Father produces song for son Austin

Father produces song for son Austin
November 02
08:00 2017

Busta’s Person of the Week

By Busta Brown
The Chronicle

“Around age 3, my son just stopped communicating verbally. He was doing just fine. He was speaking all the things a normal a 3-year-old is suppose to say, like ‘Daddy,’ ‘Mommy,’ ‘My sippy cup,’ ‘Pick me up,’ all of those things. And he was developing absolutely fine, and then all of sudden, the language absolutely stopped.”

Tommy Hicks is speaking of his son Austin.

“The doctor said he might be experiencing a developmental delay, which is why he’s not talking. The doctor said it’s not uncommon for the youngest child to let their older siblings talk for them, but the language just didn’t come back.”

Hicks and his wife of 29 years, Monique, had noticed something else.

“Austin wouldn’t maintain eye contact with us, he seemed to be in his own world.”

Three years later, at age 6, Austin Hicks was diagnosed with autism.

“We looked at it as Austin being unique, and different, and that he doesn’t like this or he doesn’t like that, not knowing that the things he was displaying were common traits of Autism.”

I asked Hicks about some of the challenges with raising a child with Autism.

“Austin is having to learn how to communicate all over again. For six months, he made noises to communicate.” During those six months Tommy Hicks said Austin would watch cartoons for hours. “Austin could quote a series of lines for two to three minutes long from a cartoon, and we were impressed. We thought others would feel the same, but it turned out that people would look at him as the weird kid, because the placement of those things wasn’t appropriate in a lot of cases.”

But The Hickses weren’t offended. “We were happy about his forward motion, his progress, that he was saying something. We began to experience his echolalia [repetition of speech by a child learning to talk] getting to incredible levels. He could quote the beginning of ‘The Lion King’ when he about 6 or 7.”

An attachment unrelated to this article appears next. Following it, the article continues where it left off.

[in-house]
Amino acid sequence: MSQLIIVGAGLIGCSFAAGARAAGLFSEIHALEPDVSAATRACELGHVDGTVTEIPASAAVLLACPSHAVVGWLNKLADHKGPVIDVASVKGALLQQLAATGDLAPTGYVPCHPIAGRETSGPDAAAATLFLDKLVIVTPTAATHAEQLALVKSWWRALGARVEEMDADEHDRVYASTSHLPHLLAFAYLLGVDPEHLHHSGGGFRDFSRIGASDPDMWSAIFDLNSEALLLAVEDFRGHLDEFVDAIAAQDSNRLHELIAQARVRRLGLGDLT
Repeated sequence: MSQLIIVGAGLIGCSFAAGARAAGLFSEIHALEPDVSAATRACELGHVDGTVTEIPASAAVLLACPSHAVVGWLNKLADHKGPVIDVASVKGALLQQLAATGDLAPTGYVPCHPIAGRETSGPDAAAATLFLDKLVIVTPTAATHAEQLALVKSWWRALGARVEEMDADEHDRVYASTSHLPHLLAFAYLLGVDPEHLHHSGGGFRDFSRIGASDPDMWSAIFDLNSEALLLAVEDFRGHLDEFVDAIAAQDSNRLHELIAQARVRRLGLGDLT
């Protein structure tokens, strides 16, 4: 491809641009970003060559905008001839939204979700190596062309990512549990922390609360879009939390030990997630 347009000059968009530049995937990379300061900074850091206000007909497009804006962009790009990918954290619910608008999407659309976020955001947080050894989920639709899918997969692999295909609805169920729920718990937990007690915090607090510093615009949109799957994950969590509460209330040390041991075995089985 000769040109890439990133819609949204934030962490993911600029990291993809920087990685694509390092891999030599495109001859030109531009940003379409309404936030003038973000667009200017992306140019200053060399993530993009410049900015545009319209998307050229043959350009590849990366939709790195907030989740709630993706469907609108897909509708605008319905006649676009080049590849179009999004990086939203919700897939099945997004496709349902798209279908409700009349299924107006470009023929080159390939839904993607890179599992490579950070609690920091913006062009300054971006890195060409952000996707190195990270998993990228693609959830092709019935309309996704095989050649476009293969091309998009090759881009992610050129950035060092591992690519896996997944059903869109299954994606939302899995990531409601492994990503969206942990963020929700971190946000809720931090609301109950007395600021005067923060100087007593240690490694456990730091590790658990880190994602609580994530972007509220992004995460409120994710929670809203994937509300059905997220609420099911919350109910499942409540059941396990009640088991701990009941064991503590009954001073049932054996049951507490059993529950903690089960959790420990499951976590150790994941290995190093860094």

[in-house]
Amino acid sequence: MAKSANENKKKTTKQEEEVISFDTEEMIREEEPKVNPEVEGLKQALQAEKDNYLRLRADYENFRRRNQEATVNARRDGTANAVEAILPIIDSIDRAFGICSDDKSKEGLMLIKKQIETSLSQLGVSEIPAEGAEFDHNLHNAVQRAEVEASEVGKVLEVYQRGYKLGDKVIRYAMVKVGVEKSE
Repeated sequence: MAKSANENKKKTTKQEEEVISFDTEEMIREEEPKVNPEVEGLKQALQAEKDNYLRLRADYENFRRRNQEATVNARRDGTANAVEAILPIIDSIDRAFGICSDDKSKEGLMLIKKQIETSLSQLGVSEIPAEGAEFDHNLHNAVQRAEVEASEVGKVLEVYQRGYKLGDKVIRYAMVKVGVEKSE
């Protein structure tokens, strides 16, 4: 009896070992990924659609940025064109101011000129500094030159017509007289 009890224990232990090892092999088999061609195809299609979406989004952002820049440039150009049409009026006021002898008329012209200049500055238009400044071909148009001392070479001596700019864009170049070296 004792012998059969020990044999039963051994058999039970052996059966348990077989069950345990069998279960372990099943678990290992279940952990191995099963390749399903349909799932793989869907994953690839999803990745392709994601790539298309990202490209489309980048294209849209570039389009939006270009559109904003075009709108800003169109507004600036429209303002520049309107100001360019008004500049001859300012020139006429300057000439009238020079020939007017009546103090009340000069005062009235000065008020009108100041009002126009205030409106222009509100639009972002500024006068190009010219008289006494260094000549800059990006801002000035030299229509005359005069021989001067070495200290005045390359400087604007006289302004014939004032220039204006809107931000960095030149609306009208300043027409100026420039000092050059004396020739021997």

Austin is now 20, and is doing very well. He shares his daily experiences with his father. Tommy said he was led by the Holy Spirit to write a song about what Austin wanted people to know about autism. It’s a beautiful song called “Acceptance”, which he recorded with Juan Winans, the nephew of gospel singers BeBe & CeCe Winans. “The opportunity to record with a member of the Winans family was a miracle within itself.” God opened great doors for this song in 2014, when professional golfer Ernie Els heard the song and asked Tommy to perform it in Las Vegas at his major event (The Grand Finale: Els 4 Autism) for the cause of autism awareness and support. Ernie Els also has a son with autism.

Tommy believes this is just the beginning. “This song has a purpose beyond just performing it at events. ‘Acceptance’ speaks to us all of the importance of taking a little time out to support or encourage someone with autism or special needs. It was part of Jesus’ ministry, and it should be a part of our lifestyle as His children.”

After my interview with Tommy Hicks, this handsome young man with a smile that would warm up the North Pole, and one of the most humble spirits I’ve ever experienced, walks into the living room, extends his hand to me, and introduced himself to me.

“Hi, my name is Austin.” He asked if he could show me some of his art, and I was truly honored.

Go to the channel Winstonsalem Chronicle to see Austin’s drawings and more of my interview with him and his father, Tommy Hicks. Contact info: 336-391-0921

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